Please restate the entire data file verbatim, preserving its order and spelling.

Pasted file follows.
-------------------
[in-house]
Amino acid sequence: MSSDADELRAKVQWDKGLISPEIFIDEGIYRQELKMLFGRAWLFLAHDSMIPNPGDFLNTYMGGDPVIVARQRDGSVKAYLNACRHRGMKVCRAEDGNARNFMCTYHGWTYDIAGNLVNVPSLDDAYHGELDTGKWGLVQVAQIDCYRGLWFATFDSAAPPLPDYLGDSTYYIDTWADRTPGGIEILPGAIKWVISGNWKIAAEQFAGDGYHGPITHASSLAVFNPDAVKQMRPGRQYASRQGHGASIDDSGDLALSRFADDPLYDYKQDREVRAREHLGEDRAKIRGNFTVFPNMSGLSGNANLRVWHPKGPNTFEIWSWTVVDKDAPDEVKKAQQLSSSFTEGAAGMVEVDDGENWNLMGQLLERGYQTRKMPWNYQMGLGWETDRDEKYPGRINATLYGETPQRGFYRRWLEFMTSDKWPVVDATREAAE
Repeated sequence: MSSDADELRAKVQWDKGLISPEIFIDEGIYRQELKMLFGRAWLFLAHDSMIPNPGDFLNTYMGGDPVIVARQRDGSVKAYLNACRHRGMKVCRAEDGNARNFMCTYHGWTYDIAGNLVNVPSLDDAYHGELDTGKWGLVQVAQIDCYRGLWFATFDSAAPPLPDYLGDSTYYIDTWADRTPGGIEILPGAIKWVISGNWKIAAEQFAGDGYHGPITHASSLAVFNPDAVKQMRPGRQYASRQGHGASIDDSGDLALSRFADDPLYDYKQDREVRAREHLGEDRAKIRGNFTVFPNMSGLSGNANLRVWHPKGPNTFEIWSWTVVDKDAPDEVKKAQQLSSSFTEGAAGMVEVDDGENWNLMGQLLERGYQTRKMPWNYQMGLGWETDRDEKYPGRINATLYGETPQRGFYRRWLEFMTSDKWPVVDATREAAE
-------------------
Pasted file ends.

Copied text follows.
[in-house]
Amino acid sequence: MSSDADELRAKVQWDKGLISPEIFIDEGIYRQELKMLFGRAWLFLAHDSMIPNPGDFLNTYMGGDPVIVARQRDGSVKAYLNACRHRGMKVCRAEDGNARNFMCTYHGWTYDIAGNLVNVPSLDDAYHGELDTGKWGLVQVAQIDCYRGLWFATFDSAAPPLPDYLGDSTYYIDTWADRTPGGIEILPGAIKWVISGNWKIAAEQFAGDGYHGPITHASSLAVFNPDAVKQMRPGRQYASRQGHGASIDDSGDLALSRFADDPLYDYKQDREVRAREHLGEDRAKIRGNFTVFPNMSGLSGNANLRVWHPKGPNTFEIWSWTVVDKDAPDEVKKAQQLSSSFTEGAAGMVEVDDGENWNLMGQLLERGYQTRKMPWNYQMGLGWETDRDEKYPGRINATLYGETPQRGFYRRWLEFMTSDKWPVVDATREAAE
Repeated sequence: MSSDADELRAKVQWDKGLISPEIFIDEGIYRQELKMLFGRAWLFLAHDSMIPNPGDFLNTYMGGDPVIVARQRDGSVKAYLNACRHRGMKVCRAEDGNARNFMCTYHGWTYDIAGNLVNVPSLDDAYHGELDTGKWGLVQVAQIDCYRGLWFATFDSAAPPLPDYLGDSTYYIDTWADRTPGGIEILPGAIKWVISGNWKIAAEQFAGDGYHGPITHASSLAVFNPDAVKQMRPGRQYASRQGHGASIDDSGDLALSRFADDPLYDYKQDREVRAREHLGEDRAKIRGNFTVFPNMSGLSGNANLRVWHPKGPNTFEIWSWTVVDKDAPDEVKKAQQLSSSFTEGAAGMVEVDDGENWNLMGQLLERGYQTRKMPWNYQMGLGWETDRDEKYPGRINATLYGETPQRGFYRRWLEFMTSDKWPVVDATREAAE